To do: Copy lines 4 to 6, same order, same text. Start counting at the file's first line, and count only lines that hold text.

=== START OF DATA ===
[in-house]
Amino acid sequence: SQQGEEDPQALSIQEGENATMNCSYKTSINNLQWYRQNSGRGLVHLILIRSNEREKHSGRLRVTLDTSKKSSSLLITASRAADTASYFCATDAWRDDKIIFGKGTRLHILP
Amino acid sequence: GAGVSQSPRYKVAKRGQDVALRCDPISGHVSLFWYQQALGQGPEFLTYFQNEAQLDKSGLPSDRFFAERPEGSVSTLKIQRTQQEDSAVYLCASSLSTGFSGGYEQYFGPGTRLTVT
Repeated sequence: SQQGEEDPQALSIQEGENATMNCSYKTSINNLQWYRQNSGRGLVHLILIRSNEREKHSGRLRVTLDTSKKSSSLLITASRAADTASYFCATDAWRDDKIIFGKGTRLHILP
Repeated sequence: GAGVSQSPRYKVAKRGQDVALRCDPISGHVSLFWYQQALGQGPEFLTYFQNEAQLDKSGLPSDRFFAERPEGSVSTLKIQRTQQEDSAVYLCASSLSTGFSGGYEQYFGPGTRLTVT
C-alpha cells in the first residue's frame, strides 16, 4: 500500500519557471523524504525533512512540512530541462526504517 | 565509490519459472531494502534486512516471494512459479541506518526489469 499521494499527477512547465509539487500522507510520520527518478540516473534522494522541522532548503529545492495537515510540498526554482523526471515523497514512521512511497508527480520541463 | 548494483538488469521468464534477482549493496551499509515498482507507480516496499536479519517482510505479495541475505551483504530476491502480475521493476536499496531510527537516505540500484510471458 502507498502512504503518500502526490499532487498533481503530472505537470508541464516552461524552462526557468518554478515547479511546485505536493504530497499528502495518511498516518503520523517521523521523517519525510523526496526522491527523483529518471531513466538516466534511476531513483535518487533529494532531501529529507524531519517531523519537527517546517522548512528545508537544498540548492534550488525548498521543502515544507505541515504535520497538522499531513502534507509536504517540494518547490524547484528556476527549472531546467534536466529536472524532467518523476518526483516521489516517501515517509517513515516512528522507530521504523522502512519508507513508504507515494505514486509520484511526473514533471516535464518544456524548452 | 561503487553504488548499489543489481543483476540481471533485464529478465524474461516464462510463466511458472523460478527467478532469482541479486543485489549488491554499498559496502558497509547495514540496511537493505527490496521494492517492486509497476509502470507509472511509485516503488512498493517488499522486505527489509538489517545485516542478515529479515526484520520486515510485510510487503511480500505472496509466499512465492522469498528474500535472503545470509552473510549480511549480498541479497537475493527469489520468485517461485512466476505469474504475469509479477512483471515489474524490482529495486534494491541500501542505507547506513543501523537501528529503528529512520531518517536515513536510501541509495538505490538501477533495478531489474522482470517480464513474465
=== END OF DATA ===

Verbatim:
Repeated sequence: SQQGEEDPQALSIQEGENATMNCSYKTSINNLQWYRQNSGRGLVHLILIRSNEREKHSGRLRVTLDTSKKSSSLLITASRAADTASYFCATDAWRDDKIIFGKGTRLHILP
Repeated sequence: GAGVSQSPRYKVAKRGQDVALRCDPISGHVSLFWYQQALGQGPEFLTYFQNEAQLDKSGLPSDRFFAERPEGSVSTLKIQRTQQEDSAVYLCASSLSTGFSGGYEQYFGPGTRLTVT
C-alpha cells in the first residue's frame, strides 16, 4: 500500500519557471523524504525533512512540512530541462526504517 | 565509490519459472531494502534486512516471494512459479541506518526489469 499521494499527477512547465509539487500522507510520520527518478540516473534522494522541522532548503529545492495537515510540498526554482523526471515523497514512521512511497508527480520541463 | 548494483538488469521468464534477482549493496551499509515498482507507480516496499536479519517482510505479495541475505551483504530476491502480475521493476536499496531510527537516505540500484510471458 502507498502512504503518500502526490499532487498533481503530472505537470508541464516552461524552462526557468518554478515547479511546485505536493504530497499528502495518511498516518503520523517521523521523517519525510523526496526522491527523483529518471531513466538516466534511476531513483535518487533529494532531501529529507524531519517531523519537527517546517522548512528545508537544498540548492534550488525548498521543502515544507505541515504535520497538522499531513502534507509536504517540494518547490524547484528556476527549472531546467534536466529536472524532467518523476518526483516521489516517501515517509517513515516512528522507530521504523522502512519508507513508504507515494505514486509520484511526473514533471516535464518544456524548452 | 561503487553504488548499489543489481543483476540481471533485464529478465524474461516464462510463466511458472523460478527467478532469482541479486543485489549488491554499498559496502558497509547495514540496511537493505527490496521494492517492486509497476509502470507509472511509485516503488512498493517488499522486505527489509538489517545485516542478515529479515526484520520486515510485510510487503511480500505472496509466499512465492522469498528474500535472503545470509552473510549480511549480498541479497537475493527469489520468485517461485512466476505469474504475469509479477512483471515489474524490482529495486534494491541500501542505507547506513543501523537501528529503528529512520531518517536515513536510501541509495538505490538501477533495478531489474522482470517480464513474465